How To Teach Heel

I see so many dog parents getting dragged around by their dogs, and yet I also see pet parents enjoying a lovely walk with their dogs in a perfect Heel with no leash pulling. Why do some dogs walk so nicely, and others leash pull like they are tracking dogs? 

Here is how some answers to the question, ” why is training a dog to heel so hard?”

It’s not the dog, it’s the owner. The dog is allowed to be that way.

People often ask, “At what age do I start dog training?” You start training your dog as soon as you pick them up. When I pick up a puppy from the breeder, the puppy rides in a crate and not my lap. Not on the car seat, in a crate. Crate training begins immediately.

People have said, “My dog hates the crate.” If a dog hates their crate, that’s the owner’s fault for failing to crate train the dog.

Next is Follow. You can begin teaching Follow as soon as your puppy comes home.

For puppies, let them drag the leash around in the house. You want them conditioned to drag a loose leash. A leash is a communication tool and it is used to stop the pup from running from you, to stop doing something. or to teach the correct direction (Come). The first step to teaching heel is to teach the pup to follow. If you adopted an older dog, it is the same process. First, teach the dog to follow. Use food, say “let’s go” and encourage the pup to follow. Lure the pup with the food right in front of your dog’s  nose. Walk as you lure them, saying “let’s go”. It is all about repetition and reward.

If you have an older dog you are training, find yourself a training collar that works for you and your dog. There are a variety of training collars on the market – Slip, Wade, Martindale, Prong, Remote, and Gentle Leader to name a few. I do not recommend harnesses because harnesses teach dogs to pull. We are trying to teach the dog not to pull on the leash, just walk nicely next to the handler. Use a longer leash to teach “let’s go”, an 8-10’ long leash works well.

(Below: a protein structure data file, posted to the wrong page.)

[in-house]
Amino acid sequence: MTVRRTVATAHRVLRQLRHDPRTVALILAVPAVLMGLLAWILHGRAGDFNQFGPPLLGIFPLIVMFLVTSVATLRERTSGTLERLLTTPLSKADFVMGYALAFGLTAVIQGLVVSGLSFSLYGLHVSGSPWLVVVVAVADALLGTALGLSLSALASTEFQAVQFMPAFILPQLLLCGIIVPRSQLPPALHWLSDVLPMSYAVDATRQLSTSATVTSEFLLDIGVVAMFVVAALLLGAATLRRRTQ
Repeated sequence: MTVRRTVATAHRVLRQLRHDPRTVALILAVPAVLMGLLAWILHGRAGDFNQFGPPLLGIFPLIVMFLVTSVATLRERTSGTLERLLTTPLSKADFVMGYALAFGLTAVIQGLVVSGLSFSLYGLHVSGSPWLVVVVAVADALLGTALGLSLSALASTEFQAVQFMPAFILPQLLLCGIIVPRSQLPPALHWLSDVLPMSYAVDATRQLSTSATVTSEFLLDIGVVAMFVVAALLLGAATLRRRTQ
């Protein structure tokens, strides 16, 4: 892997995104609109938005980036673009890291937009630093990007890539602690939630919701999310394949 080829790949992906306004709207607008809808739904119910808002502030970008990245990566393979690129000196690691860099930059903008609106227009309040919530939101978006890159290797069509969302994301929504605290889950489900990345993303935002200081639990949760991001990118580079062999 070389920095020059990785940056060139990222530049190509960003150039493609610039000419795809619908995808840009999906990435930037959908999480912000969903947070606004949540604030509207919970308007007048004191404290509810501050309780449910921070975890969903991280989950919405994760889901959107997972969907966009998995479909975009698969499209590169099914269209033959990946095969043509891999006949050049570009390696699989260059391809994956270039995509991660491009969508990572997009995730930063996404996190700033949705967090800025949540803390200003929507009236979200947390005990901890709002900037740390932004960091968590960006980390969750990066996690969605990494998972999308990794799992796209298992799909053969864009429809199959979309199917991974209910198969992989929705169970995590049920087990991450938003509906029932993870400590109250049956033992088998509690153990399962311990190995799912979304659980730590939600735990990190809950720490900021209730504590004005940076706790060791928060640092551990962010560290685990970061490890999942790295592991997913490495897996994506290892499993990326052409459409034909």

Start walking as the dog forges out ahead of you, then turn and go the opposite direction. The dog will run out of leash, get a little tug, and turn to see you are going the other way. Seeing you move away from the dog encourages the dog to follow. Moving away is communicating to follow. Keep up this back and forth routine until the dog starts paying attention to you and turning with you. At that point, you can reel in the leash and start working on Heel.

If you have a leash puller and want to teach them to Heel, first teach the dog to follow. The dog follows you, you do not follow the dog. “Let’s go” means to follow, Heel means to walk next to the handler with the dog’s shoulder even with your legs. The same rules apply for Heel. If the dog starts forging ahead, make an about-face turn with a tug on the leash. You should only have 1 – 2 feet of leash for the dog to work with, not longer, such as 8 – 10’. It is the exact same process.

For dogs that like to crowd (touching and walking right in front of the handler’s legs), make sharp left turns while bumping the dog with your leg. Make a square as you walk, bumping the dog on each turn, this will back the dog off and into the correct position. As long as the dog is in the correct position, keep heeling forward.

The final step in teaching Heel is the automatic Sit. When the handler stops, the dog should Sit. We teach this by making the dog Sit every time you stop walking. It is all about persistence and consistency. As long as it’s always that way, (Sit when mom stops), the dog will begin auto sitting. In our training programs, the dog is auto Sitting by the second week and sometimes after only a few days.

Below is a video showing this process. I feel that seeing it in action helps the learning process for the human half of the equation. If you like the video, please Like and subscribe to our channel.

Bring your fur baby into our West Michigan dog training center and let us help you love your dog, and love your dog’s behavior.

Contact Adams K-9 Dog Training and Kennel today!


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